Perhaps the biggest pitfall in digitising documents, for historical conservation or profit, is having too shortsighted an outlook, says David Seaman, director of the electronic text centre at the University of Virginia.
A local parallel to the Virginia organisation, the NZ Electronic Text Centre, has been set up at Victoria University in Wellington, to generate “a searchable online archive of texts and images drawn from New Zealand archives and institutions”.
There is too often an assumption that a document is a “monolithic” entity, which will, for the long term, be put to the specific purposes intended for it at the beginning, says Seaman, who attended last week’s Digital Forum.
“My stock in trade is XML-based text material”, he says. Information in this form is “malleable”, able to be combined and delivered in new forms. Sections might, for example, be extracted from a number of books and pieced together to make a new electronic publication. This could be delivered in the future by methods that go beyond today’s “traditional” web delivery, to e-books, mobile devices, even — a revolutionary proposal — hard copy.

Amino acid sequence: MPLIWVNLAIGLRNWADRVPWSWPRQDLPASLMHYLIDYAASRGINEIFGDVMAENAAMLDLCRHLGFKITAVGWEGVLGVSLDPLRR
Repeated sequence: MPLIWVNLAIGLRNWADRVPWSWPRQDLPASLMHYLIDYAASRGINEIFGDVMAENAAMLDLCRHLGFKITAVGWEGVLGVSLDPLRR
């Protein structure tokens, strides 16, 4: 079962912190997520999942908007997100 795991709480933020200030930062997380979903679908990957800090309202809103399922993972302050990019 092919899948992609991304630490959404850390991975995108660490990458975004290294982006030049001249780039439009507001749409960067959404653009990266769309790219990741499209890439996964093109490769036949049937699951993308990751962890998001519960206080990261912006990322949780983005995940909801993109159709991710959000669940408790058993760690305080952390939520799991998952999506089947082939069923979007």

“I’m talking about print on demand”, he says. “To have, in your hand, when you want it, a copy of a book that may be ‘out of print’ [in the conventional catalogues]”. You could have “your book” assembled from pieces of various works, he says, a book that no conventional publisher would think of putting on the market, “a book that no-one else would want.”
Documents should be digitised in as flexible a form as possible, to keep them open to such future, perhaps unenvisaged, uses, Seaman says.
The copyright considerations attached to such treatment are not nearly as complex as is generally imagined, he says. “If the work is still in copyright, you just have to pay the publisher for a usage right and that’s not usually a problem.”